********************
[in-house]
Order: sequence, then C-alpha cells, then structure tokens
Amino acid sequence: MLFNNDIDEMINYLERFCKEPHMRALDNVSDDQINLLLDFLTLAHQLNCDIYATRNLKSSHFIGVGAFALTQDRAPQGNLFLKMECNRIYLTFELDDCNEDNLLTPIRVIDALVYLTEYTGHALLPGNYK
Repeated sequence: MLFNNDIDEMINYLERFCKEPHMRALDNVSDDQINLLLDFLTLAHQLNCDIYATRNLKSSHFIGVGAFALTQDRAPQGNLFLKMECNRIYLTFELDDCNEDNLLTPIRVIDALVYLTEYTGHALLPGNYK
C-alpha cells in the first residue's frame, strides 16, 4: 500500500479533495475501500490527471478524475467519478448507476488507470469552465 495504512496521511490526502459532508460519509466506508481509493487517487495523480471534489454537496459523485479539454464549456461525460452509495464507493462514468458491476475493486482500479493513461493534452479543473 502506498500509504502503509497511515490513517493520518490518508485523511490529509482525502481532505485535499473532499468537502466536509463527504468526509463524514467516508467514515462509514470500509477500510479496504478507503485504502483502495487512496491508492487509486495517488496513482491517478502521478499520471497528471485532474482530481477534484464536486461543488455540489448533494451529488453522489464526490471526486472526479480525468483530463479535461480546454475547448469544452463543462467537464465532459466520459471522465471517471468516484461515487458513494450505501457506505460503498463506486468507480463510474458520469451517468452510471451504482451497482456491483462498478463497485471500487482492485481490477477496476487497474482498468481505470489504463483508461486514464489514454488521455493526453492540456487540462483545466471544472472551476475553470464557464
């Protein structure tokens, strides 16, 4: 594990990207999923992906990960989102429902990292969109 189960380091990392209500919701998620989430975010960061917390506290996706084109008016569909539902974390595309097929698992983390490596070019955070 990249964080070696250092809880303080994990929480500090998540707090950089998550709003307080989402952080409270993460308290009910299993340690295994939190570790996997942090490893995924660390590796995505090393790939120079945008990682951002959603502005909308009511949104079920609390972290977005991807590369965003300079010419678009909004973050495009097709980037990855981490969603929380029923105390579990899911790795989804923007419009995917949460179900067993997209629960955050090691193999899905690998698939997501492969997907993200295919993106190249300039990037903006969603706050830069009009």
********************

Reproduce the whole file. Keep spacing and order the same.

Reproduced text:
[in-house]
Order: sequence, then C-alpha cells, then structure tokens
Amino acid sequence: MLFNNDIDEMINYLERFCKEPHMRALDNVSDDQINLLLDFLTLAHQLNCDIYATRNLKSSHFIGVGAFALTQDRAPQGNLFLKMECNRIYLTFELDDCNEDNLLTPIRVIDALVYLTEYTGHALLPGNYK
Repeated sequence: MLFNNDIDEMINYLERFCKEPHMRALDNVSDDQINLLLDFLTLAHQLNCDIYATRNLKSSHFIGVGAFALTQDRAPQGNLFLKMECNRIYLTFELDDCNEDNLLTPIRVIDALVYLTEYTGHALLPGNYK
C-alpha cells in the first residue's frame, strides 16, 4: 500500500479533495475501500490527471478524475467519478448507476488507470469552465 495504512496521511490526502459532508460519509466506508481509493487517487495523480471534489454537496459523485479539454464549456461525460452509495464507493462514468458491476475493486482500479493513461493534452479543473 502506498500509504502503509497511515490513517493520518490518508485523511490529509482525502481532505485535499473532499468537502466536509463527504468526509463524514467516508467514515462509514470500509477500510479496504478507503485504502483502495487512496491508492487509486495517488496513482491517478502521478499520471497528471485532474482530481477534484464536486461543488455540489448533494451529488453522489464526490471526486472526479480525468483530463479535461480546454475547448469544452463543462467537464465532459466520459471522465471517471468516484461515487458513494450505501457506505460503498463506486468507480463510474458520469451517468452510471451504482451497482456491483462498478463497485471500487482492485481490477477496476487497474482498468481505470489504463483508461486514464489514454488521455493526453492540456487540462483545466471544472472551476475553470464557464
């Protein structure tokens, strides 16, 4: 594990990207999923992906990960989102429902990292969109 189960380091990392209500919701998620989430975010960061917390506290996706084109008016569909539902974390595309097929698992983390490596070019955070 990249964080070696250092809880303080994990929480500090998540707090950089998550709003307080989402952080409270993460308290009910299993340690295994939190570790996997942090490893995924660390590796995505090393790939120079945008990682951002959603502005909308009511949104079920609390972290977005991807590369965003300079010419678009909004973050495009097709980037990855981490969603929380029923105390579990899911790795989804923007419009995917949460179900067993997209629960955050090691193999899905690998698939997501492969997907993200295919993106190249300039990037903006969603706050830069009009």